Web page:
serialization matters will be discussed in the serializer section.</p>
 <p>The following simple code segment shows how the namespaces are dealt with in OM</p>
-<pre class="code" >
-OMFactory factory = OMAbstractFactory.getOMFactory();
+<pre class="code" >OMFactory factory = OMAbstractFactory.getOMFactory();
 OMNamespace ns1 = factory.createOMNamespace("bar","x");
 OMElement root = factory.createOMElement("root",ns1);
 OMNamespace ns2 = root.declareNamespace("bar1","y");
@@ -186,8 +190,7 @@
 </pre>
 <div align="left"><b>Code listing 2.6</b></div>
 <p>Serilization of the root element produces the following XML </p>
-<pre class="xml">
-&lt;x:root xmlns:x="bar" xmlns:y="bar1"&gt;
+<pre class="xml">&lt;x:root xmlns:x="bar" xmlns:y="bar1"&gt;
   &lt;x:foo&gt;
 	&lt;y:yuck&gt;blah&lt;/y:yuck&gt;
   &lt;/x:foo&gt;
@@ -196,8 +199,7 @@
 <h3>Traversing</h3>
 <p>Traversing the object structure can be done in the usual way by using the list of
children. Note however that the child nodes are returned as an iterator. The Iterator supports
the 'OM way' of accessing elements and is more convenient than a list for sequential access.
 The following code sample shows how the children can be accessed. The children are of the
type OMNode that can either be OMText or OMElement.</p>
-<pre class="code" >
-Iterator children = root.getChildren();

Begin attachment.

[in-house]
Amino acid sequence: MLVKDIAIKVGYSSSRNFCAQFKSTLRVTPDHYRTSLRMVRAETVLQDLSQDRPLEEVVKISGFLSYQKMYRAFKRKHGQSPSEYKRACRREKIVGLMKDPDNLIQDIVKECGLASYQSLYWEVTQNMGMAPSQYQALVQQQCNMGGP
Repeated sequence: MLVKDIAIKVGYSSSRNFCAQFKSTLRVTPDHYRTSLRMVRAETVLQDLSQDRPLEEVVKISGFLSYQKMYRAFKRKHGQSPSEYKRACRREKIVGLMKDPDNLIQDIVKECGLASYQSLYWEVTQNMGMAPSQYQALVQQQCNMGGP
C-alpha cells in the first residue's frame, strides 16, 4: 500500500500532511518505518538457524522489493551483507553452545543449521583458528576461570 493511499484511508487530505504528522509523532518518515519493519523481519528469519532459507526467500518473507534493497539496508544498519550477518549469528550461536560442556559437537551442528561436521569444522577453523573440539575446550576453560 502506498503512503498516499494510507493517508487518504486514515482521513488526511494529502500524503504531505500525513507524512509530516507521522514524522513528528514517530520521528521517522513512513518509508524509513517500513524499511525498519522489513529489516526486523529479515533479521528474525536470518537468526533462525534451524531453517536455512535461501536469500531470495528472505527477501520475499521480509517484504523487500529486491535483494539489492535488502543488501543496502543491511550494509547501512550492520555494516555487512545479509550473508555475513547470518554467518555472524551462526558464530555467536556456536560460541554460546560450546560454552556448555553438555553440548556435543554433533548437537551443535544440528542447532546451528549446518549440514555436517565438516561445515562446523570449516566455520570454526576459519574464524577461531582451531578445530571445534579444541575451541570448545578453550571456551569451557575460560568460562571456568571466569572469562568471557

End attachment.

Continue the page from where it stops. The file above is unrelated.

+<pre class="code" >Iterator children = root.getChildren();
 While(children.hasNext()){
 	OMNode node = (OMNode)children.next();
 }
@@ -207,9 +209,10 @@
 A more selective set can be chosen by using the getChildrenWithName(QName) methods. The getChildWithName(Qname)
method returns the first child that matches the given QName and getChildrenWithName(QName)
returns a collection containing all the matching children. The advantage of these iterators
is that they won't build the whole object structure at once, until its required.</p>
 <!-- Special section -->
 <p class="special">
-<table width="100%">
+&nbsp;<table width="100%">
 			 <tr>
-			 		 <td><img src="images/OM005.gif" alt="Rememeber this"/></td>
+			 		 <td>
+                     <img src="images/OM005.gif" alt="Rememeber this" width="35" height="57"/></td>
 					 <td class="special-td">
 					 All iterator implementations internally stay one step ahead of their apparent location
to provide the correct value for the hasNext() method. This hidden advancement can build elements
that are not intended to be built at all. Hence these iterators are recommended only when
caching is not a concern. <td>
 			 </tr>
@@ -219,7 +222,8 @@
 
 <p>OM can be serialized either as the pure object model or the pull event stream. The
serialization uses a XMLStreamWriter object to write out the output and hence the same serialization
mechanism can be used to write different types of outputs (such as text, binary, etc.,).</p>
 <p>A caching flag is provided by OM to control the building of the in-memory OM.
-The OMNode has a method serialize(XMLStreamWriter,cache).  When the cache flag is reset the
serializer does not cache the stream. Hence the object model will not be built if the cache
flag is not set. </p>
+The OMNode has two methods, serializeWithCache and serialize  When serialize is